Join me as I explore tatting history. I may trace the development of the craft, translate old patterns into modern notation, or play detective tracking down the earliest appearance of a technique, design, or term.

Saturday, March 10, 2012

Oldest English Tatting Instructions, Part 4



Mrs. Gaugain continues:

"TATTING OPEN STITCH, SCOLLOP BOBBIN TRIMMING,
For the Edging of Petticoats, &c. &c. ; as Represented in Engraving at Beginning of Book

This is worked with fine bobbin, such as is used for children’s caps. Seven long loops form a pretty scallop.

The loop round the fingers if formed as before described in foregoing receipt; so is the first stitch; next stitch, throw the thread over the back of the hand, instead of bringing it towards you as in the first stitch, and insert the needle down through the finger loop between the first and second fingers; draw it up through between the two threads over the back of the fingers, and with the second finger form the stitch as before; next stitch as first, only leave it long, so as to form a long loop; then again the stitch over the back of the hand. Repeat the long loop and the one over the hand alternately, until you have the seven loops; then draw up the thread to form the scallop. Plain Tatting may also be done in the same manner as the second stitch here described. "

Here, in this final pattern, we finally get the directions for making the other half stitch to make up the double stitch. Note that the halves of the double stitch do not have names, and that she makes our "second" half first. Picots are called "loops", and are made between the double stitches by leaving a longer bit of thread before making the next stitch. Bobbin was a sort of thread, which was used interchangeably with a coarse loosely twisted cotton thread.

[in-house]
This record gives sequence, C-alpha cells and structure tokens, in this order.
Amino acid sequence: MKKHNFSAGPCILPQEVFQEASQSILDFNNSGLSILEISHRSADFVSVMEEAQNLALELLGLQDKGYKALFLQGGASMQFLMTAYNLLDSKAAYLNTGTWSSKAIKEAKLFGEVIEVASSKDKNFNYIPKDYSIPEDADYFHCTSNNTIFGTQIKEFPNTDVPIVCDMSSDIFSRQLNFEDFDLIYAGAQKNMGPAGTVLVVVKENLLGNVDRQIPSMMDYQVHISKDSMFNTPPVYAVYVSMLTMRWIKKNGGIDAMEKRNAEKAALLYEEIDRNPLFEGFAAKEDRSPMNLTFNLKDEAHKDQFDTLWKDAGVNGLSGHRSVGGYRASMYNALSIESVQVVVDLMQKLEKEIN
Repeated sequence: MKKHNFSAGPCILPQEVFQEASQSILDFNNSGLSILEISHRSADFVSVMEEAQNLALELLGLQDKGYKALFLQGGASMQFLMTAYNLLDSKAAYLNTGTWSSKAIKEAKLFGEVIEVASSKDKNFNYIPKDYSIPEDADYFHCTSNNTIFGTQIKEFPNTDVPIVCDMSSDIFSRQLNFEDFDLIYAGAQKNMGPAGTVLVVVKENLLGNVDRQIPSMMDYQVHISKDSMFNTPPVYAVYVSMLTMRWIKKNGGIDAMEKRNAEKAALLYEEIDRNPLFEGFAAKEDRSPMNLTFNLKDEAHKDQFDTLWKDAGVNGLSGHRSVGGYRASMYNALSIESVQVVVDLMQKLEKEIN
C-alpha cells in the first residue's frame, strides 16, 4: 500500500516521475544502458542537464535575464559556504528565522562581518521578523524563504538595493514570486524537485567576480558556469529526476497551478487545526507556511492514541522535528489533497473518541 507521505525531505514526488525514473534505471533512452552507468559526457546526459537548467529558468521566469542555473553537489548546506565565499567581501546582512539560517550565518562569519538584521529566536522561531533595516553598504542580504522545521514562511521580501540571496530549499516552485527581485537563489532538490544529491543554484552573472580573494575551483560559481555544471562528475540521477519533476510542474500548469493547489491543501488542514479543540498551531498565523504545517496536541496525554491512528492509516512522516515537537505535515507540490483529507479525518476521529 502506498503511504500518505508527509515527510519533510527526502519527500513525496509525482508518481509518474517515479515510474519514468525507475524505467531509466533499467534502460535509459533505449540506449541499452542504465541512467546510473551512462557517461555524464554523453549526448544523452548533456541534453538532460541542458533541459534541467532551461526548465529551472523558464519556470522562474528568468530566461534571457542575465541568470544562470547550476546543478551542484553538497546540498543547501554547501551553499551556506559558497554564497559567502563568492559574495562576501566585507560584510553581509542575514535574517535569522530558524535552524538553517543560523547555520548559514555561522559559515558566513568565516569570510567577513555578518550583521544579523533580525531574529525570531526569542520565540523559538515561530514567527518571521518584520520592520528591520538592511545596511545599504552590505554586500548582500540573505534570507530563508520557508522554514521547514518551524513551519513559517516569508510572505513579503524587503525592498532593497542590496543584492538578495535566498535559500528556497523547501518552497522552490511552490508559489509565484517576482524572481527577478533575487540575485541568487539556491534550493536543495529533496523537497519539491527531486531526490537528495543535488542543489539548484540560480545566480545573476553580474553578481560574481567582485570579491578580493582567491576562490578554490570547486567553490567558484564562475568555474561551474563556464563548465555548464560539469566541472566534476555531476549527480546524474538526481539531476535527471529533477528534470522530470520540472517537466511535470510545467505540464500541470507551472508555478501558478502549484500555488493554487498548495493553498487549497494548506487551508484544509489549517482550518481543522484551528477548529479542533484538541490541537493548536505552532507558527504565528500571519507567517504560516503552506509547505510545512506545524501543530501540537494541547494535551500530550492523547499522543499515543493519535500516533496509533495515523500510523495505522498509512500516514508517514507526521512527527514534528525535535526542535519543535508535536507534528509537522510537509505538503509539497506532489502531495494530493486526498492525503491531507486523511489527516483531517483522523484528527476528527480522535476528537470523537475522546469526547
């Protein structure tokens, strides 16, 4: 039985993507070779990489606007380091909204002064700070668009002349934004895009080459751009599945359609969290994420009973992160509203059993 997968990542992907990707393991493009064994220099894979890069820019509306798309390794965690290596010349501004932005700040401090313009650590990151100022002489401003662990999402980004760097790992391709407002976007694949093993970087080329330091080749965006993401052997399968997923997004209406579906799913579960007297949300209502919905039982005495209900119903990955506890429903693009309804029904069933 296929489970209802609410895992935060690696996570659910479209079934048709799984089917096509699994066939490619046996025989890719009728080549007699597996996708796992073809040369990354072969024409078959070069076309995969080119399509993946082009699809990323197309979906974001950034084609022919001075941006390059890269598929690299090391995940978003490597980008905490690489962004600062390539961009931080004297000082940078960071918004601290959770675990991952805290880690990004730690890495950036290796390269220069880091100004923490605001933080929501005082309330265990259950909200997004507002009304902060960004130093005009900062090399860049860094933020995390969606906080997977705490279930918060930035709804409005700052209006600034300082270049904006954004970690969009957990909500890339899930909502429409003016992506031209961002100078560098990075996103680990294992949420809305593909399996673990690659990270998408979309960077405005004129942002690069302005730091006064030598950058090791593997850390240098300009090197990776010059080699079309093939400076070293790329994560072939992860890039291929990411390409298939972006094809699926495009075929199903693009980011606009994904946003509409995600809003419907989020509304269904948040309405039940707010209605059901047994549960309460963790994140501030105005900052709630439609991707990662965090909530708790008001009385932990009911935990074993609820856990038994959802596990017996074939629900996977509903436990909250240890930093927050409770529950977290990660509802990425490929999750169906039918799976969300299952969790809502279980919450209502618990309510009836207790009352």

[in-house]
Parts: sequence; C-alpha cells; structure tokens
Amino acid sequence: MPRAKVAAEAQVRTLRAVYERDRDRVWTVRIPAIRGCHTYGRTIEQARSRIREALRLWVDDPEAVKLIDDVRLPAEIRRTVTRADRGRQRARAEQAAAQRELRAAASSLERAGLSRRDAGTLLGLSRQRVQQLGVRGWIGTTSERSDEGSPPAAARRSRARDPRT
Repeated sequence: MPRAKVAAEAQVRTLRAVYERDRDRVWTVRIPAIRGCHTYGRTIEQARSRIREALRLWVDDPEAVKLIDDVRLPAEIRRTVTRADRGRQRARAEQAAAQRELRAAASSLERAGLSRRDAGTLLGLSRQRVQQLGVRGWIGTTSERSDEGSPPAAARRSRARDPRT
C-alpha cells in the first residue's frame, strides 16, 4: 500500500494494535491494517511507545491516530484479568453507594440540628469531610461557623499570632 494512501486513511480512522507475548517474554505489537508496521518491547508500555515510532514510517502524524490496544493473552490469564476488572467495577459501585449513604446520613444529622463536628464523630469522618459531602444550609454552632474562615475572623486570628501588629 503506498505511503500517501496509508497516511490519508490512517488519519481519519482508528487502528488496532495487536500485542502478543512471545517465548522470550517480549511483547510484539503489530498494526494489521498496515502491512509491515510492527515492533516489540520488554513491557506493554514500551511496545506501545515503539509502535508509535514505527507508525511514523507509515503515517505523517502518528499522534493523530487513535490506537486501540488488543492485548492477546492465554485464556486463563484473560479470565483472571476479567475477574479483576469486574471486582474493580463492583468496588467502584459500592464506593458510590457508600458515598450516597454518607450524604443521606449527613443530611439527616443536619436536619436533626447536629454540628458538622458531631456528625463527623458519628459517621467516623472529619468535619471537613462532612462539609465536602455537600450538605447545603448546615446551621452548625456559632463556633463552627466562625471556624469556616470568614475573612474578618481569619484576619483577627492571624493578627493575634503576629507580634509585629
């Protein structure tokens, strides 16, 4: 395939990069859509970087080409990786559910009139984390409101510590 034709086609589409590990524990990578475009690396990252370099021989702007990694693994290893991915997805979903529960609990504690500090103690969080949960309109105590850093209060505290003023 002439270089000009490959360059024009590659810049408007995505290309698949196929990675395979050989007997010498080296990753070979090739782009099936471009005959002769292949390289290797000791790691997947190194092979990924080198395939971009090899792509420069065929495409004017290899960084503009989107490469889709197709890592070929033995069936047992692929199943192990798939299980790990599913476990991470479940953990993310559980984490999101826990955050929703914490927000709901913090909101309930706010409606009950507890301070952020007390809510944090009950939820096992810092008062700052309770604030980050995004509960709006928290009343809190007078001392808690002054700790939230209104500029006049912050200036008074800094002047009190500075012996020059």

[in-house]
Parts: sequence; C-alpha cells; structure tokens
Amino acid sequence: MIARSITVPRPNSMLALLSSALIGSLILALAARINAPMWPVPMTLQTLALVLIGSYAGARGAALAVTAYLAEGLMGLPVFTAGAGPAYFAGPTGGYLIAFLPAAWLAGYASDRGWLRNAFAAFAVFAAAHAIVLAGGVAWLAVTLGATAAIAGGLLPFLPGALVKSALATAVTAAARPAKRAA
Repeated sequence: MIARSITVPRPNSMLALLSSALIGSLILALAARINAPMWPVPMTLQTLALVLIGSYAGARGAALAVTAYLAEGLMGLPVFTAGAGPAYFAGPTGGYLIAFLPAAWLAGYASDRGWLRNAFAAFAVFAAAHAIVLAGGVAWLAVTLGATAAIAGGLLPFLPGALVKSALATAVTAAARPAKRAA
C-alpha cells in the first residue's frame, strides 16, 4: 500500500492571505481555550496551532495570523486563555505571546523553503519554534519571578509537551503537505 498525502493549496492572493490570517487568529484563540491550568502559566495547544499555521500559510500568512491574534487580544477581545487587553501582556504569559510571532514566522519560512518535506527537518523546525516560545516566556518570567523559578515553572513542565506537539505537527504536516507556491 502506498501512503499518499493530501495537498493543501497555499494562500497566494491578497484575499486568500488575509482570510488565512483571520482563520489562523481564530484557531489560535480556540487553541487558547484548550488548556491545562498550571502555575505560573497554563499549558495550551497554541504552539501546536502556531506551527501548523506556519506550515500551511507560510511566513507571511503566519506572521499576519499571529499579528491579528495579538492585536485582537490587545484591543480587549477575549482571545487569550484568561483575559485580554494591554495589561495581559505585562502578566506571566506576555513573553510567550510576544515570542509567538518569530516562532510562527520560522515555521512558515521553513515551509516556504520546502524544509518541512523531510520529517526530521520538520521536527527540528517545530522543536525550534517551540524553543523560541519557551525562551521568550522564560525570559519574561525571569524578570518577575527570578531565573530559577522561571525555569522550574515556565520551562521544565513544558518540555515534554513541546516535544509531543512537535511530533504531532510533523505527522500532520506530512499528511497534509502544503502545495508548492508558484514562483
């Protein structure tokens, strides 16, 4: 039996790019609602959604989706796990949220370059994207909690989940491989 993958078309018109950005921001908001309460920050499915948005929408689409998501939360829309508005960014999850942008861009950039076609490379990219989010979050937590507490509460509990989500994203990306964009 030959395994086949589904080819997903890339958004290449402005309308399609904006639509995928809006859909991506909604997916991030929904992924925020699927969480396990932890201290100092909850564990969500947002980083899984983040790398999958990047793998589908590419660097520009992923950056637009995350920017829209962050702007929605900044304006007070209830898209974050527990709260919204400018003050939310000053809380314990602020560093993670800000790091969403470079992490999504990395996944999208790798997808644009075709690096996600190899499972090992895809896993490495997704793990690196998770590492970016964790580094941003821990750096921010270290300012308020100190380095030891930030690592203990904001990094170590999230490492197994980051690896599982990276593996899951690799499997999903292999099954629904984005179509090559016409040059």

1 comment:

Miranda said...

It's interesting to see how writing style has evolved, as well as tatting. In that era, long convoluted sentences were the norm; they were thought to make the writer sound intelligent and educated, even if they obscured the actual subject matter. Today we generally prefer short, simple sentences for teaching new concepts. Granted that people of the time were used to reading that sort of thing; still, I'm sure it would have been hard to follow. Of course, it also helps that tatting has now been around long enough for the terminology to become standardized!

I wonder when the double stitch became the standard tatting stitch, rather than what we now call half stitches.

Thank you, Martha, for sharing your research on tatting history with us!